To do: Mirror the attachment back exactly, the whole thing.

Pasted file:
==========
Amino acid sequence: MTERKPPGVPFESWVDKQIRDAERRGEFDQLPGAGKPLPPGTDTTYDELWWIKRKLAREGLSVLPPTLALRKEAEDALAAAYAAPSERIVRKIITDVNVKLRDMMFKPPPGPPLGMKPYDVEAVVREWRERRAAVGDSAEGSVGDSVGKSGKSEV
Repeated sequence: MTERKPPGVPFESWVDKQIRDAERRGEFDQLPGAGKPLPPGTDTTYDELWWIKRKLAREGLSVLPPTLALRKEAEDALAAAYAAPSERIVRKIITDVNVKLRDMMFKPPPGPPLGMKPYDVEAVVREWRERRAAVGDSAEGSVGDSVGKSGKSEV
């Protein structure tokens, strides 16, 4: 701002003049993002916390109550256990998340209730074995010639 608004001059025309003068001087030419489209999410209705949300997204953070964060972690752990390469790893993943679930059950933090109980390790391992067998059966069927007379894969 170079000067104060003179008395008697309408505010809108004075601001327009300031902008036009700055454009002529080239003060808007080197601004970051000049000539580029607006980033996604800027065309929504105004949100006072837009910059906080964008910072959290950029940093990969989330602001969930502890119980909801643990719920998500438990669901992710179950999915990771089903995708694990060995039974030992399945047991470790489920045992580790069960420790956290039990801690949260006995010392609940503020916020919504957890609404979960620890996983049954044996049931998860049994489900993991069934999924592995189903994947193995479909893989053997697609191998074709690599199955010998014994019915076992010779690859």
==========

Amino acid sequence: MTERKPPGVPFESWVDKQIRDAERRGEFDQLPGAGKPLPPGTDTTYDELWWIKRKLAREGLSVLPPTLALRKEAEDALAAAYAAPSERIVRKIITDVNVKLRDMMFKPPPGPPLGMKPYDVEAVVREWRERRAAVGDSAEGSVGDSVGKSGKSEV
Repeated sequence: MTERKPPGVPFESWVDKQIRDAERRGEFDQLPGAGKPLPPGTDTTYDELWWIKRKLAREGLSVLPPTLALRKEAEDALAAAYAAPSERIVRKIITDVNVKLRDMMFKPPPGPPLGMKPYDVEAVVREWRERRAAVGDSAEGSVGDSVGKSGKSEV
């Protein structure tokens, strides 16, 4: 701002003049993002916390109550256990998340209730074995010639 608004001059025309003068001087030419489209999410209705949300997204953070964060972690752990390469790893993943679930059950933090109980390790391992067998059966069927007379894969 170079000067104060003179008395008697309408505010809108004075601001327009300031902008036009700055454009002529080239003060808007080197601004970051000049000539580029607006980033996604800027065309929504105004949100006072837009910059906080964008910072959290950029940093990969989330602001969930502890119980909801643990719920998500438990669901992710179950999915990771089903995708694990060995039974030992399945047991470790489920045992580790069960420790956290039990801690949260006995010392609940503020916020919504957890609404979960620890996983049954044996049931998860049994489900993991069934999924592995189903994947193995479909893989053997697609191998074709690599199955010998014994019915076992010779690859």